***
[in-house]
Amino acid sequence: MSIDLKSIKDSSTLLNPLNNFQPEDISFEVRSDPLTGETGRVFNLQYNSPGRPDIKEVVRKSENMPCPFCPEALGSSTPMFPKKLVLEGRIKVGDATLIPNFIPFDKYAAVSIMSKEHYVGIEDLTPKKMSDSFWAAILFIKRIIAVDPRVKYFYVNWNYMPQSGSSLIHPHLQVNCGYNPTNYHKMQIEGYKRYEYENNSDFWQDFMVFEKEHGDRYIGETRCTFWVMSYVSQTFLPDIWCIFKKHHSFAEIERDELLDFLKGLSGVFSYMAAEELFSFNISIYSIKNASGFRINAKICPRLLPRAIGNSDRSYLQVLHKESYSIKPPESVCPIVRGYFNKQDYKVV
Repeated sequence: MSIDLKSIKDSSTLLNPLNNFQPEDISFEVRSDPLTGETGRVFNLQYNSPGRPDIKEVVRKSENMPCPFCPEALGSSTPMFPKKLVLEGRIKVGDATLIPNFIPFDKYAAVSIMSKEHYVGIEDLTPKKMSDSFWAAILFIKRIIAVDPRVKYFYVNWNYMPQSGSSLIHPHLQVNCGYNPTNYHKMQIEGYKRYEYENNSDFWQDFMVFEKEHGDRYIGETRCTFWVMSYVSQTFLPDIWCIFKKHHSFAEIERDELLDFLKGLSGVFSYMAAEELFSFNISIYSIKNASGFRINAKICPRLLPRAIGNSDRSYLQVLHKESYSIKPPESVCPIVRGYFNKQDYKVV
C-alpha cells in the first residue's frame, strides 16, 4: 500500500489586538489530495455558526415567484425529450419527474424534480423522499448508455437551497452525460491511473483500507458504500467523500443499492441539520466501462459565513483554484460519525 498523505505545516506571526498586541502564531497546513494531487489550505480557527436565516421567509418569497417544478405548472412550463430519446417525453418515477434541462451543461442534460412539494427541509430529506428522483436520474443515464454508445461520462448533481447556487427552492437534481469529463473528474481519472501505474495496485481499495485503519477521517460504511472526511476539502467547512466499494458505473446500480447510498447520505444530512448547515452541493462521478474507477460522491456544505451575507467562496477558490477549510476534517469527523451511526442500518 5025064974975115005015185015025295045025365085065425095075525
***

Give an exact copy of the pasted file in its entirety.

[in-house]
Amino acid sequence: MSIDLKSIKDSSTLLNPLNNFQPEDISFEVRSDPLTGETGRVFNLQYNSPGRPDIKEVVRKSENMPCPFCPEALGSSTPMFPKKLVLEGRIKVGDATLIPNFIPFDKYAAVSIMSKEHYVGIEDLTPKKMSDSFWAAILFIKRIIAVDPRVKYFYVNWNYMPQSGSSLIHPHLQVNCGYNPTNYHKMQIEGYKRYEYENNSDFWQDFMVFEKEHGDRYIGETRCTFWVMSYVSQTFLPDIWCIFKKHHSFAEIERDELLDFLKGLSGVFSYMAAEELFSFNISIYSIKNASGFRINAKICPRLLPRAIGNSDRSYLQVLHKESYSIKPPESVCPIVRGYFNKQDYKVV
Repeated sequence: MSIDLKSIKDSSTLLNPLNNFQPEDISFEVRSDPLTGETGRVFNLQYNSPGRPDIKEVVRKSENMPCPFCPEALGSSTPMFPKKLVLEGRIKVGDATLIPNFIPFDKYAAVSIMSKEHYVGIEDLTPKKMSDSFWAAILFIKRIIAVDPRVKYFYVNWNYMPQSGSSLIHPHLQVNCGYNPTNYHKMQIEGYKRYEYENNSDFWQDFMVFEKEHGDRYIGETRCTFWVMSYVSQTFLPDIWCIFKKHHSFAEIERDELLDFLKGLSGVFSYMAAEELFSFNISIYSIKNASGFRINAKICPRLLPRAIGNSDRSYLQVLHKESYSIKPPESVCPIVRGYFNKQDYKVV
C-alpha cells in the first residue's frame, strides 16, 4: 500500500489586538489530495455558526415567484425529450419527474424534480423522499448508455437551497452525460491511473483500507458504500467523500443499492441539520466501462459565513483554484460519525 498523505505545516506571526498586541502564531497546513494531487489550505480557527436565516421567509418569497417544478405548472412550463430519446417525453418515477434541462451543461442534460412539494427541509430529506428522483436520474443515464454508445461520462448533481447556487427552492437534481469529463473528474481519472501505474495496485481499495485503519477521517460504511472526511476539502467547512466499494458505473446500480447510498447520505444530512448547515452541493462521478474507477460522491456544505451575507467562496477558490477549510476534517469527523451511526442500518 5025064974975115005015185015025295045025365085065425095075525